by Julian Cloutier
I carry the bag of old clothes. It’s heavy enough that the garbage bag is stretched, with odd streaks and bumps in the black plastic. This is why I carry it. My little wife Marta’s not more than a hundred pounds herself, and she has back problems to boot. I’m her designated schlepper.
Inside the church, she points me to a corner where there is already an excess of cardboard boxes, old coats humped on a bench, a little line of shoes.
I put my bag on the floor, and some guy in an old yellow cardigan, says, “What sizes?”
“It’s all my stuff,” I answer. “My size.”
“Okay, shirts in that box. Pants there. Anything else?”
I shake my head, and he goes back to matching and folding socks, as if that were his true calling, and stopping to talk to me had been an indignity.
I take the stuff out. It’s all crap I haven’t worn in a long time, but each item has a sort of patina of memory, an emotional residue I can feel as I hold it in my fingers. I feel like I’m giving something up. And for what?
A few families in the neighborhood lost their homes when an apartment building burned down. Marta and people like her had been sending group emails, calling each other, organizing to do “whatever they could.” And one thing they could do was get old crap out of their houses. A list went around with the clothing sizes of all the freshly homeless, and the bachelor who lost three cats in the fire turned out to be a 36-inch waist, 32-inch inseam, large shirt. Exactly my sizes.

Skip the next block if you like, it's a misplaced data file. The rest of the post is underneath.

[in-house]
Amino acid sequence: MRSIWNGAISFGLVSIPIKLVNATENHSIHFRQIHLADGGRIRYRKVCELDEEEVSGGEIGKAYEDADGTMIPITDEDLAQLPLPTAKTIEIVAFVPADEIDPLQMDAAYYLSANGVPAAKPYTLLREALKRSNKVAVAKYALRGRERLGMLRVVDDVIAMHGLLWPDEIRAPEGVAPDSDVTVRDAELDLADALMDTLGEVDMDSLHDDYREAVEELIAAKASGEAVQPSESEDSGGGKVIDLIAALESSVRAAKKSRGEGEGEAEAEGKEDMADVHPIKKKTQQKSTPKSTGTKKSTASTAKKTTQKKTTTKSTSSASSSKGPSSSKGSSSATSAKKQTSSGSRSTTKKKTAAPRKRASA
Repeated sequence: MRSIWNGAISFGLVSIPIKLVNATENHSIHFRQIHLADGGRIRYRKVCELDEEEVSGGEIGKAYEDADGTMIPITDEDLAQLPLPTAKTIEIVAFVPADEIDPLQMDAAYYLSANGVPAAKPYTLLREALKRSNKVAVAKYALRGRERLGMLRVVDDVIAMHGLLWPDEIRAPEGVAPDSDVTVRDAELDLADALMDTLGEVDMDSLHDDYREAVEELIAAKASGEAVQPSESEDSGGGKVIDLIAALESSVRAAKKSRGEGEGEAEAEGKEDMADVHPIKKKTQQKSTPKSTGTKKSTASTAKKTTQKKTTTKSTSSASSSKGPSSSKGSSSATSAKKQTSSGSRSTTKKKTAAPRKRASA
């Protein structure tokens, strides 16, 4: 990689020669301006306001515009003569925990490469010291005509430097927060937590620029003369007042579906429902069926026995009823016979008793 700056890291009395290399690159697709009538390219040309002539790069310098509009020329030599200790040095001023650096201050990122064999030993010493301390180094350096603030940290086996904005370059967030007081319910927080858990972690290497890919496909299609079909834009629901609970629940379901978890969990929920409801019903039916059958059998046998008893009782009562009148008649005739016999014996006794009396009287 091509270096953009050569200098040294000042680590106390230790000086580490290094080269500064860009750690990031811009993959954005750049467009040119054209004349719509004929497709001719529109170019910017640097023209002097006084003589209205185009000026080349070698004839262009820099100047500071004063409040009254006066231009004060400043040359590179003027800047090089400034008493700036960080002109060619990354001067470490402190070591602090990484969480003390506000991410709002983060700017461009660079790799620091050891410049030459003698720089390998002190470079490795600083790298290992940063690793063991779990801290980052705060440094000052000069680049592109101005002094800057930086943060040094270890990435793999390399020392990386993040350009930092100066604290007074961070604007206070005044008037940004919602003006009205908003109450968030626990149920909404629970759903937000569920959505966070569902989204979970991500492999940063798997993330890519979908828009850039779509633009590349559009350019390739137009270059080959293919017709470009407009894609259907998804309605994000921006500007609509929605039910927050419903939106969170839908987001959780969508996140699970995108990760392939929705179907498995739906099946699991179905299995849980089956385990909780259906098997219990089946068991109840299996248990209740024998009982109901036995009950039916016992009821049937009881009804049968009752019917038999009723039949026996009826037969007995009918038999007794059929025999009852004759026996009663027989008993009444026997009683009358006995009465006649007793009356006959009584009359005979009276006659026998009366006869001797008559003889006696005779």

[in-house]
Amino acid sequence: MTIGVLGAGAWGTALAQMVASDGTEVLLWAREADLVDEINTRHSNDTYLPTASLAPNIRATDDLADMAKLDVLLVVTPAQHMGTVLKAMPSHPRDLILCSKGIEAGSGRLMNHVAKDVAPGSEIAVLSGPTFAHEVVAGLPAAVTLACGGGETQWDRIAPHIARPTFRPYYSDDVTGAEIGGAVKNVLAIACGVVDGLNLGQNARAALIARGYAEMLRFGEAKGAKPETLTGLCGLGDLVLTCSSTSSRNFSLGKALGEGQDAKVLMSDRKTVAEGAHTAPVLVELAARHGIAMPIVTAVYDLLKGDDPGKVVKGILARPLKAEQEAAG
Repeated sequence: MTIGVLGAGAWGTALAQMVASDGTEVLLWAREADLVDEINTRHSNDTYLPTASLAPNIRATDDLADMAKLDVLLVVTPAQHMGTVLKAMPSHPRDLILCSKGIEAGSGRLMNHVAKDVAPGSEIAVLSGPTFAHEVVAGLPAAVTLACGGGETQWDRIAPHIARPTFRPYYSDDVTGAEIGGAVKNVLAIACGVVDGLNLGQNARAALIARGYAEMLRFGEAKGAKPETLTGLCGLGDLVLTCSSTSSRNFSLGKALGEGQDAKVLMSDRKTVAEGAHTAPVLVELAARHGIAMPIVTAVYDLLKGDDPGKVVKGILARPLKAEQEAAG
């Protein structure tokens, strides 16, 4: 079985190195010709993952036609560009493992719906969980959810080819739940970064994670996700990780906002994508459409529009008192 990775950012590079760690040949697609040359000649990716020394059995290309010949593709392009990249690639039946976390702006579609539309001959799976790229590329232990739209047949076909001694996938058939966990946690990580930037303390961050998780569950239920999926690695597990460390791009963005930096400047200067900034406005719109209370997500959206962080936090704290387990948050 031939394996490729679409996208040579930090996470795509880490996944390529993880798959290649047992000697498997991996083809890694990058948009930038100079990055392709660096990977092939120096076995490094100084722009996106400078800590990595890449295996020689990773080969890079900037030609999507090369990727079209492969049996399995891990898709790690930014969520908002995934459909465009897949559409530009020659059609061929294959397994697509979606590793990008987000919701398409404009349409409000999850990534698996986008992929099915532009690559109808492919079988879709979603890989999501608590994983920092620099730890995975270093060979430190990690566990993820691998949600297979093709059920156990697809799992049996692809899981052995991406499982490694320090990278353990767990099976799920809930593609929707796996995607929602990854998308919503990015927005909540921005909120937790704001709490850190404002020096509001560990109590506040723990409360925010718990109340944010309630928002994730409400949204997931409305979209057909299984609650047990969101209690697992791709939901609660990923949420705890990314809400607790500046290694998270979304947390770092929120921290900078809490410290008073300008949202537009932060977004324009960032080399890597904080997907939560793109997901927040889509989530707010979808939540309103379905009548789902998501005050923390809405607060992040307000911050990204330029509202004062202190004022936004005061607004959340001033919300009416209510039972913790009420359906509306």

This was a double coup for Marta, who wanted to help and was always telling me to clean out my closet. She got so mad at me when I demurred at first; her usual, “You don’t care about anyone but yourself.” So, I gave up some old chinos to prove her wrong.
“Miguel, I’m glad you made it,” the man in the cardigan says to someone behind me. “Take a look at this.” He points at the boxes I’m filling. “There’s a lot of generosity in this community.”
“Yeah, it’s amazing,” Miguel says right behind me. He’s probably trying to look over my shoulder into the boxes.
I’m done making my deposit, so I step back.
Miguel kind of nods at me, as if he has to thank me. I look him up and down once, quickly. I had heard he was an Iraq War vet who had never really found his way back to normal life. He was pretty distraught about leaving his cats behind in the fire; I guess they were a big deal to him. He seems okay. He murmurs a joke for cardigan’s benefit, smiles, looks down at the box, hesitant to reach in and, I’d guess, seem greedy.
There’s something about him I don’t like. Then I look more particularly at his waist–my 36-inch equal. He has on a thick leather belt, and his stomach pushes over it in the front and on both sides. He is thick and soft. Not obese. Certainly not like a lot of people. But, God, it makes me worry what people think when they see me.
Marta comes over near my elbow. “That’s him,” she says like she just saw Justin Timberlake.
Miguel still hasn’t taken anything. I realize he’s in some other zone, looking at the clothes but not really seeing them. An older woman with suspiciously black hair, who had been lingering at the door, comes up and wraps a hand around his upper arm, as if she’s going to help him walk forward. She whispers to him, and then his tears come out. His head falls. His body shakes with each noisy sob.
Everyone is sort of hushed and watching, as if perched at the edge of a precipice and contemplating the plunge—Miguel being smashed at the bottom already.
Marta wraps her two hands around my one and squeezes hard. She wants to do something for this man, I know. Heal him and show that all of humanity can be healed. “There but for the grace of God…” she whispers to me.
I notice that the older woman has now put an arm around Miguel’s waist, where it must sense the thickness of his middle and the weight of his paunch. What does she make of that? I wonder.